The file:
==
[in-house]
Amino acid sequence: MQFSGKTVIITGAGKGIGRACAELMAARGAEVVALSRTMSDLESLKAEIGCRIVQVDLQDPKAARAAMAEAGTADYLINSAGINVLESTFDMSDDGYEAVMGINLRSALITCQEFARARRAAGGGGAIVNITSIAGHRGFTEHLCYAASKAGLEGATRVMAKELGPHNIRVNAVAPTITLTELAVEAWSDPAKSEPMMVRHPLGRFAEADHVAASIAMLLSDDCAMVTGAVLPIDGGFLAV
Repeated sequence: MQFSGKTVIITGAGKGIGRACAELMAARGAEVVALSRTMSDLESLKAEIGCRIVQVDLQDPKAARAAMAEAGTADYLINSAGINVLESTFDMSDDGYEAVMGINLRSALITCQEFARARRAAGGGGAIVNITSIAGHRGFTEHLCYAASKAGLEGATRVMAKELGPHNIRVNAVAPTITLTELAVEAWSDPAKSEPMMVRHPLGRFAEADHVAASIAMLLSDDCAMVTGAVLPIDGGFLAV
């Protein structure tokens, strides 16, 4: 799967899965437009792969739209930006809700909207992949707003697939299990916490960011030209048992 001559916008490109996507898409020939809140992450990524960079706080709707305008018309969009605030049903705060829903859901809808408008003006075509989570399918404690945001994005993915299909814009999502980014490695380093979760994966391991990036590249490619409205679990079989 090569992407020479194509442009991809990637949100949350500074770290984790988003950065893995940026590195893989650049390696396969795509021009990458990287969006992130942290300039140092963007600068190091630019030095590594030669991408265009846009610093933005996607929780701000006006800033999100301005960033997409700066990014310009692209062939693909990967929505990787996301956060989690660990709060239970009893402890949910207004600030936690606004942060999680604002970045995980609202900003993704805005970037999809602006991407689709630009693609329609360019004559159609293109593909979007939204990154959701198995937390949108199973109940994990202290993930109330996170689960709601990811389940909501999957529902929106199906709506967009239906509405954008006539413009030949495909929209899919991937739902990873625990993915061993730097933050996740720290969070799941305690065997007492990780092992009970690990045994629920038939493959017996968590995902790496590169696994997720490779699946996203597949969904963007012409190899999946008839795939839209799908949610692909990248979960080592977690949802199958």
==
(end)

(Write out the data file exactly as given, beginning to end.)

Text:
[in-house]
Amino acid sequence: MQFSGKTVIITGAGKGIGRACAELMAARGAEVVALSRTMSDLESLKAEIGCRIVQVDLQDPKAARAAMAEAGTADYLINSAGINVLESTFDMSDDGYEAVMGINLRSALITCQEFARARRAAGGGGAIVNITSIAGHRGFTEHLCYAASKAGLEGATRVMAKELGPHNIRVNAVAPTITLTELAVEAWSDPAKSEPMMVRHPLGRFAEADHVAASIAMLLSDDCAMVTGAVLPIDGGFLAV
Repeated sequence: MQFSGKTVIITGAGKGIGRACAELMAARGAEVVALSRTMSDLESLKAEIGCRIVQVDLQDPKAARAAMAEAGTADYLINSAGINVLESTFDMSDDGYEAVMGINLRSALITCQEFARARRAAGGGGAIVNITSIAGHRGFTEHLCYAASKAGLEGATRVMAKELGPHNIRVNAVAPTITLTELAVEAWSDPAKSEPMMVRHPLGRFAEADHVAASIAMLLSDDCAMVTGAVLPIDGGFLAV
């Protein structure tokens, strides 16, 4: 799967899965437009792969739209930006809700909207992949707003697939299990916490960011030209048992 001559916008490109996507898409020939809140992450990524960079706080709707305008018309969009605030049903705060829903859901809808408008003006075509989570399918404690945001994005993915299909814009999502980014490695380093979760994966391991990036590249490619409205679990079989 090569992407020479194509442009991809990637949100949350500074770290984790988003950065893995940026590195893989650049390696396969795509021009990458990287969006992130942290300039140092963007600068190091630019030095590594030669991408265009846009610093933005996607929780701000006006800033999100301005960033997409700066990014310009692209062939693909990967929505990787996301956060989690660990709060239970009893402890949910207004600030936690606004942060999680604002970045995980609202900003993704805005970037999809602006991407689709630009693609329609360019004559159609293109593909979007939204990154959701198995937390949108199973109940994990202290993930109330996170689960709601990811389940909501999957529902929106199906709506967009239906509405954008006539413009030949495909929209899919991937739902990873625990993915061993730097933050996740720290969070799941305690065997007492990780092992009970690990045994629920038939493959017996968590995902790496590169696994997720490779699946996203597949969904963007012409190899999946008839795939839209799908949610692909990248979960080592977690949802199958």